3 MIN READ | Relationship

How to Support Someone Who is Grieving

Wendy Whitehead

Cite This
Wendy Whitehead, (2019, January 9). How to Support Someone Who is Grieving. Psychreg on Relationship. https://www.psychreg.org/support-grieving/
Reading Time: 3 minutes

Supporting someone close to you who is grieving can feel like a difficult and sometimes awkward situation. It’s hard to know what to say for the best, unfortunately, your words can’t take the pain away but there are ways in which you can show your support, and have them know that you’re there for them during this emotional and upsetting time in their life.

The smallest of gestures can make the biggest difference, whether that be a card, text message, or bouquet of flowers. Make them aware that you’re there for them if they need a shoulder to cry on or someone just to simply talk to.

The smallest of gestures can make the biggest difference.

During this time, you may find that you have to flex your schedule and be mindful that this person might need you more than usual. It’s important that you don’t make them feel as though they’re a hassle, this will only make them feel worse. These simple steps can really make all the difference. 

Offer to help

When you’re going through the stages of the grieving process, even the most basic everyday tasks can feel like an uphill struggle. Offer to lend a helping hand with cooking dinner, doing the washing up, and cleaning up the house. When we’re grieving, the normal tasks can go out of the window but it’s important to make sure they’re eating well and living in a hygienic environment.

Listen don’t judge

It’s important that you act as a soundboard and encourage the person to let out their emotions and discuss how they’re feeling. Try and hold back from advising them with your own opinions, instead be sympathetic and understanding. Offer advice only when it is asked for and let them know you’re always there to listen.

Talk about them

We tend to naturally tread on eggshells around the loss of a loved one, but don’t be afraid to name them in conversation. Although it may trigger emotions and tears, you can’t hide from the fact they’ve passed and it can help to reminisce over the past, talk about memories and remember the good times when they were here.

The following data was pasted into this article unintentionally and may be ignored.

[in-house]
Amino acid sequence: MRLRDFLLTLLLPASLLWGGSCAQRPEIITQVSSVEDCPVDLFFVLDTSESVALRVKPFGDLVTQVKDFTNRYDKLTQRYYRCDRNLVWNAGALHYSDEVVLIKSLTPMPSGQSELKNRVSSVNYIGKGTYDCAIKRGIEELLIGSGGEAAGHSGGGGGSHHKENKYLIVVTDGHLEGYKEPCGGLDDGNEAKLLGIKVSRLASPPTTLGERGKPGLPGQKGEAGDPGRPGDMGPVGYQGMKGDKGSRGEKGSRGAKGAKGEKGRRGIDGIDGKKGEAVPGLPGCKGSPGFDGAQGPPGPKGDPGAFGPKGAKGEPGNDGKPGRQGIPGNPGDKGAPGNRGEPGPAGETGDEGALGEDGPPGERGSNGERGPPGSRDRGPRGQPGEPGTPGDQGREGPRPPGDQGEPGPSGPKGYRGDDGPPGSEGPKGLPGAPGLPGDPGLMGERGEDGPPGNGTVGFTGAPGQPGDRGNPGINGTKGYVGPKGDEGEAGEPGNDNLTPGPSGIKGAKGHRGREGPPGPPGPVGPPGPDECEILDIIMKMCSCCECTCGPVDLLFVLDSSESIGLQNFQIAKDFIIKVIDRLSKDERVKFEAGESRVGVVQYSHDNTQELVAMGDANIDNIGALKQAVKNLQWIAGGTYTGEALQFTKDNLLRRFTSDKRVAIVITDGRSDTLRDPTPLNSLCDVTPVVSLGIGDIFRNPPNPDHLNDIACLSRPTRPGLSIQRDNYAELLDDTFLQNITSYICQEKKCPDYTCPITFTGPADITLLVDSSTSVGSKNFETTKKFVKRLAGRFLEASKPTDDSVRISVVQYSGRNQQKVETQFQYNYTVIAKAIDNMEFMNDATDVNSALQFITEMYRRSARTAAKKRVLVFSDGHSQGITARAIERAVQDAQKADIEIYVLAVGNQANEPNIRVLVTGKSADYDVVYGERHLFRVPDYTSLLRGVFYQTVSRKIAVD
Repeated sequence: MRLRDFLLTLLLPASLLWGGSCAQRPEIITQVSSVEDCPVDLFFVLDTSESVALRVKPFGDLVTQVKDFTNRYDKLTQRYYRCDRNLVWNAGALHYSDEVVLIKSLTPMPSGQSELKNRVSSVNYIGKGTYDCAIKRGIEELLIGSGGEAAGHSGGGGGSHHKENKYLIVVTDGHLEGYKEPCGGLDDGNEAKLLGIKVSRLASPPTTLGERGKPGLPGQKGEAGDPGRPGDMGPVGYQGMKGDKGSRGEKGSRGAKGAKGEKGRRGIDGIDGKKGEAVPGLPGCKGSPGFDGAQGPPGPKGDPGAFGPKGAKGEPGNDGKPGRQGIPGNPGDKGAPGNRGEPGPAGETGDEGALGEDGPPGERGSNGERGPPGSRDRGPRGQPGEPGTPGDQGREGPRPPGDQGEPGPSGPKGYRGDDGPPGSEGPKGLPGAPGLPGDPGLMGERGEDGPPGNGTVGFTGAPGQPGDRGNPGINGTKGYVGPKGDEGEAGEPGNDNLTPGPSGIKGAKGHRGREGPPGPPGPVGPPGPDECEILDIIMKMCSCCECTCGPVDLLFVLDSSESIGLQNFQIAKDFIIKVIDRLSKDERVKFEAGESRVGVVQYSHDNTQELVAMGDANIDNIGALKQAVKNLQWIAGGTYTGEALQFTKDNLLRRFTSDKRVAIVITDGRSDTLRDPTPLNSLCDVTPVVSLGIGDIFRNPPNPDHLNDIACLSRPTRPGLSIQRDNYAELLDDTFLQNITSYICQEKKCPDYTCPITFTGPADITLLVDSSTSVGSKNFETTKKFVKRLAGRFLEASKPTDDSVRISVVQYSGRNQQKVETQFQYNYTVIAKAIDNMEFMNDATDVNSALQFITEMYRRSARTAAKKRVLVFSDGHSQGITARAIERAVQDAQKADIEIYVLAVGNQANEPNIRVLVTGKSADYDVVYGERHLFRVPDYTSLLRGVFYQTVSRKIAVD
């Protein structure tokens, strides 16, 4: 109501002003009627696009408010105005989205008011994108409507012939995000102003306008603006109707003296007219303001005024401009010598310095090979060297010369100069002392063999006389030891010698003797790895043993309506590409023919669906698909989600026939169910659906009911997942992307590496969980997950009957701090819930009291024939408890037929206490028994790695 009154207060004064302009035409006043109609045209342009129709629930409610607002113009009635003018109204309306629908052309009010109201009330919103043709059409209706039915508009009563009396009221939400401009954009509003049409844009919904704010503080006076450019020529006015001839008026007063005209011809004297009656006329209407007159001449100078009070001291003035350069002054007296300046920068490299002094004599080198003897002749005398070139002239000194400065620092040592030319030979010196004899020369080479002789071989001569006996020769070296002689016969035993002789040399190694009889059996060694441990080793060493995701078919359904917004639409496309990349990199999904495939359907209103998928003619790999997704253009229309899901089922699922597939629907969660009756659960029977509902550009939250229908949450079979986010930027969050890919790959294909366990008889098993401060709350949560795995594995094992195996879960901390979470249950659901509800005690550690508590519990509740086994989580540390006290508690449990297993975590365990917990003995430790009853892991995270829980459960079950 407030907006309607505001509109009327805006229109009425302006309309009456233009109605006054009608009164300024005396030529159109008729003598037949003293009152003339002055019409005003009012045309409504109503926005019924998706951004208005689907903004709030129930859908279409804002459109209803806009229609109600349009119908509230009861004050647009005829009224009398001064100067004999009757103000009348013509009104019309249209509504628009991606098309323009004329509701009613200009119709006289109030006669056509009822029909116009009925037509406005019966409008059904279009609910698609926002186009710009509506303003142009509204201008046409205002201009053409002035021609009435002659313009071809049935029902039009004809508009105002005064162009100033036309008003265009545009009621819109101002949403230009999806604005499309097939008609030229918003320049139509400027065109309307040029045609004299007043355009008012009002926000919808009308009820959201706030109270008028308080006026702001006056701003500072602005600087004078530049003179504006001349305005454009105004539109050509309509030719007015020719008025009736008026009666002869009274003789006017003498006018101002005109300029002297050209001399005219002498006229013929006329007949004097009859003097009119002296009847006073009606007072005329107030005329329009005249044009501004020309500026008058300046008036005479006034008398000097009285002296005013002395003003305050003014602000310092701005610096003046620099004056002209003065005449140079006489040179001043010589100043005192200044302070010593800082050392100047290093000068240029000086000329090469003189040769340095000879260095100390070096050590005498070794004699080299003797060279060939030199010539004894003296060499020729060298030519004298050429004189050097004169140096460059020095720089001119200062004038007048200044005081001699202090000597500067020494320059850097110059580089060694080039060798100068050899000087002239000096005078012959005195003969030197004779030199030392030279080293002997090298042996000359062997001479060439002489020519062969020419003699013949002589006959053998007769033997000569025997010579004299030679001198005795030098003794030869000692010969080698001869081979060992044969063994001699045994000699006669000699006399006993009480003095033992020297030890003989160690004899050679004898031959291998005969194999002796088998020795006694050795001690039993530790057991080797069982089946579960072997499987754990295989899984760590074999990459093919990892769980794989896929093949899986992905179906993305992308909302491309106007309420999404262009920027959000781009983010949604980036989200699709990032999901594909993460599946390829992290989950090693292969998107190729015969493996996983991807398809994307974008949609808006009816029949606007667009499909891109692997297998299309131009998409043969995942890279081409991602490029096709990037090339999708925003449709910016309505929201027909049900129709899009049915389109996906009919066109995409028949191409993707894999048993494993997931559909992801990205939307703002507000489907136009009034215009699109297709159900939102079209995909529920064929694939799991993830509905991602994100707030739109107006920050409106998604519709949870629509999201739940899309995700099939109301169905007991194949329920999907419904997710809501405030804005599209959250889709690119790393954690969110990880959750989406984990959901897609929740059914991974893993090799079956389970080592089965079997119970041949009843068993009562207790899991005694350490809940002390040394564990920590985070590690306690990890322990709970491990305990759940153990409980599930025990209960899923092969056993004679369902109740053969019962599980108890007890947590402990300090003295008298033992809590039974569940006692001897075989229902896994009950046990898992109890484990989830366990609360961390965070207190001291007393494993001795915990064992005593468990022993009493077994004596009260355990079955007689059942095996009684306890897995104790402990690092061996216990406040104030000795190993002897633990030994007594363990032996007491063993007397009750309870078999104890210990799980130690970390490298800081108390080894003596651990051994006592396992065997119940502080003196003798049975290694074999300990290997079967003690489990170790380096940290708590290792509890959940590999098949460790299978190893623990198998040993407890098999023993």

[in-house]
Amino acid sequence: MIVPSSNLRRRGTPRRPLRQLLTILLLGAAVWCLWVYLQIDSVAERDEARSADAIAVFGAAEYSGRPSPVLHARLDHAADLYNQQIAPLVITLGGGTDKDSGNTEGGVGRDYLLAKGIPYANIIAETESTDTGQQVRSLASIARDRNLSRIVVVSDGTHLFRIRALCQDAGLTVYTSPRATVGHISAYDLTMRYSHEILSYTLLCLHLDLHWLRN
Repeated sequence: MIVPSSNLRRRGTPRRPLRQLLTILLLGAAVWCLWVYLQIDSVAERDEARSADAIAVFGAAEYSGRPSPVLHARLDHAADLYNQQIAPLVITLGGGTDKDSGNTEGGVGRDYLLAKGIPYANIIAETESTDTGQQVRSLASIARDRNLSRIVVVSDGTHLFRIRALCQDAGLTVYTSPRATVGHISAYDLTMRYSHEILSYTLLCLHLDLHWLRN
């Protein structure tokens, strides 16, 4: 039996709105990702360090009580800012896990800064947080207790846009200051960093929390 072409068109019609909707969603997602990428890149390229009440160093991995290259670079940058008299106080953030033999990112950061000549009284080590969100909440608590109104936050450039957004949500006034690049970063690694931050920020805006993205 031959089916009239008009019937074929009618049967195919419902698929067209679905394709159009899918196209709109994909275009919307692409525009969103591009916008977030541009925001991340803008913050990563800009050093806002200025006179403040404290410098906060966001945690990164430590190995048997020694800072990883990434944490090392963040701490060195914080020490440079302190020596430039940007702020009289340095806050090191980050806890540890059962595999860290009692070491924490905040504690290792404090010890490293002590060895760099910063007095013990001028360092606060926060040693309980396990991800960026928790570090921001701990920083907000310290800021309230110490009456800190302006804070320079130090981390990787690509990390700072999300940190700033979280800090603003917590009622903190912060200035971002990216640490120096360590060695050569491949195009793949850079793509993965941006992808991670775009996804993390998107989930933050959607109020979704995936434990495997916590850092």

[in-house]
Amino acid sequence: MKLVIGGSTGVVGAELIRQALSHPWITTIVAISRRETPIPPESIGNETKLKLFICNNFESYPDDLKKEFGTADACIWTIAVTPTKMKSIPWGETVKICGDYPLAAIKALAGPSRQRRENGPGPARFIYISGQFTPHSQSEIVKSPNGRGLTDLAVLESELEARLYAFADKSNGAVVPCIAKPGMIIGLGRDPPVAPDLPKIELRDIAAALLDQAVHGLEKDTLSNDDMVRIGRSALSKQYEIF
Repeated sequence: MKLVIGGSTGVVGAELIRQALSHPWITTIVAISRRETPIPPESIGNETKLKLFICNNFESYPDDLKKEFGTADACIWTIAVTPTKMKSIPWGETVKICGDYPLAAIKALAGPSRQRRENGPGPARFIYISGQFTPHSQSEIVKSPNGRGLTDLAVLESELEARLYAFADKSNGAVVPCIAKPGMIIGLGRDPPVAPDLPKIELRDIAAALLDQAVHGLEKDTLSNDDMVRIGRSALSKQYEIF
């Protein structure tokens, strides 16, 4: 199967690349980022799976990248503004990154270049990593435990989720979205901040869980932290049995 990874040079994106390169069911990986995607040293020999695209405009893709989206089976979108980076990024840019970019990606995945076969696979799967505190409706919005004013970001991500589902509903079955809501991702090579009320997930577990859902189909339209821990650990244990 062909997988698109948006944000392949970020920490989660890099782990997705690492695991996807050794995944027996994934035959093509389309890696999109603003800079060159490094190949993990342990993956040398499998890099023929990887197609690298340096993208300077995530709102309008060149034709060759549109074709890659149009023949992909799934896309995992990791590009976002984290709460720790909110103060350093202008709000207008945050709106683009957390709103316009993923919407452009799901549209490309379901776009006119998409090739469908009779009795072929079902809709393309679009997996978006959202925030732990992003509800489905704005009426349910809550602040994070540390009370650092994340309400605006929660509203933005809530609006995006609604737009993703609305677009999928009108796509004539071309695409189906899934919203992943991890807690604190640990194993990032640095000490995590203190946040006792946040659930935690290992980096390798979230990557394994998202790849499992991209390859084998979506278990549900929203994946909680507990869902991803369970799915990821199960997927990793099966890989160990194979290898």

It’s important that you act as a soundboard and encourage the person to let out their emotions and discuss how they’re feeling.

Help to plan

When grieving and getting over the loss of someone you love, the last thing you want to be tackling is the admin of planning a funeral. If your friend or family member is in charge of the funeral, the first step is to help them seek advice from experts to understand the different funeral plans available, the costs involved and finding a funeral director that feels right for them. There are a lot of decisions to be made and costs to think about so it can be a big relief when you have someone to help, alongside the knowledge of an expert.

Go for dinner

It sounds so simple, but offering to take them out can actually make a big difference. We all cope with grief differently, and while some of us will crave the company of others to see them through this difficult time, others will hide away. This is dangerous territory and by encouraging them to get out of the house you could be helping them to avoid a downward spiral.

Wendy Whitehead worked as a teaching assistant at two special needs schools in London before embarking on a different career as a marketing consultant. Her passion for special education still remains with her, however. She is passionate about mental health and well-being and she write articles in these areas. Wendy did her undergraduate degree in business administration from the University of Leicester. She later on did a short course in counselling from the University of Hertfordshire. 



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